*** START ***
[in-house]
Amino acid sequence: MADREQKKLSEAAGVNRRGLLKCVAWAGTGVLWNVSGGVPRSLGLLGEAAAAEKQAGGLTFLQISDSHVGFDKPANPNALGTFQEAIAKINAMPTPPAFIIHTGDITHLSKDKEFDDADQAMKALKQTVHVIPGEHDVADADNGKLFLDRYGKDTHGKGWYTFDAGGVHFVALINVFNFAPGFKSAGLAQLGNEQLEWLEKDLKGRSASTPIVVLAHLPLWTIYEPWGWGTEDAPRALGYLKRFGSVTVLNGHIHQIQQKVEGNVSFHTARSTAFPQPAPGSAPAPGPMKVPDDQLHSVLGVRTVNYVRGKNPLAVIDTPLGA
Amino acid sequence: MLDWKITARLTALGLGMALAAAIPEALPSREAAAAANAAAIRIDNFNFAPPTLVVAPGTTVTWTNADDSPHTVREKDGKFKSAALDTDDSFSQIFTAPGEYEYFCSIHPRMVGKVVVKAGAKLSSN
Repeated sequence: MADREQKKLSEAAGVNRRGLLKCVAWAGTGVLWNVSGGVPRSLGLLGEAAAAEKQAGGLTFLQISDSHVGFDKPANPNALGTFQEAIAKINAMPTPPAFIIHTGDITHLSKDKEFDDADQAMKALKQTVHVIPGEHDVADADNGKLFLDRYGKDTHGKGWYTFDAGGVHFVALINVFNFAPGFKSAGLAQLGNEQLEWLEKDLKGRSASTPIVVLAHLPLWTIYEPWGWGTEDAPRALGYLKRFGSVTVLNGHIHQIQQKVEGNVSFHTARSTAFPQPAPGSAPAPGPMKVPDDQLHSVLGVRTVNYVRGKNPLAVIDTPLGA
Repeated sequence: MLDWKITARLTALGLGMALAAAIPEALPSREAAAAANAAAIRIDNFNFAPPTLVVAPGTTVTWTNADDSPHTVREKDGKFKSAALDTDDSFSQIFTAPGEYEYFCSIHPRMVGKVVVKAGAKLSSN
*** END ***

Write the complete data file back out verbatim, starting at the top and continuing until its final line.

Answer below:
[in-house]
Amino acid sequence: MADREQKKLSEAAGVNRRGLLKCVAWAGTGVLWNVSGGVPRSLGLLGEAAAAEKQAGGLTFLQISDSHVGFDKPANPNALGTFQEAIAKINAMPTPPAFIIHTGDITHLSKDKEFDDADQAMKALKQTVHVIPGEHDVADADNGKLFLDRYGKDTHGKGWYTFDAGGVHFVALINVFNFAPGFKSAGLAQLGNEQLEWLEKDLKGRSASTPIVVLAHLPLWTIYEPWGWGTEDAPRALGYLKRFGSVTVLNGHIHQIQQKVEGNVSFHTARSTAFPQPAPGSAPAPGPMKVPDDQLHSVLGVRTVNYVRGKNPLAVIDTPLGA
Amino acid sequence: MLDWKITARLTALGLGMALAAAIPEALPSREAAAAANAAAIRIDNFNFAPPTLVVAPGTTVTWTNADDSPHTVREKDGKFKSAALDTDDSFSQIFTAPGEYEYFCSIHPRMVGKVVVKAGAKLSSN
Repeated sequence: MADREQKKLSEAAGVNRRGLLKCVAWAGTGVLWNVSGGVPRSLGLLGEAAAAEKQAGGLTFLQISDSHVGFDKPANPNALGTFQEAIAKINAMPTPPAFIIHTGDITHLSKDKEFDDADQAMKALKQTVHVIPGEHDVADADNGKLFLDRYGKDTHGKGWYTFDAGGVHFVALINVFNFAPGFKSAGLAQLGNEQLEWLEKDLKGRSASTPIVVLAHLPLWTIYEPWGWGTEDAPRALGYLKRFGSVTVLNGHIHQIQQKVEGNVSFHTARSTAFPQPAPGSAPAPGPMKVPDDQLHSVLGVRTVNYVRGKNPLAVIDTPLGA
Repeated sequence: MLDWKITARLTALGLGMALAAAIPEALPSREAAAAANAAAIRIDNFNFAPPTLVVAPGTTVTWTNADDSPHTVREKDGKFKSAALDTDDSFSQIFTAPGEYEYFCSIHPRMVGKVVVKAGAKLSSN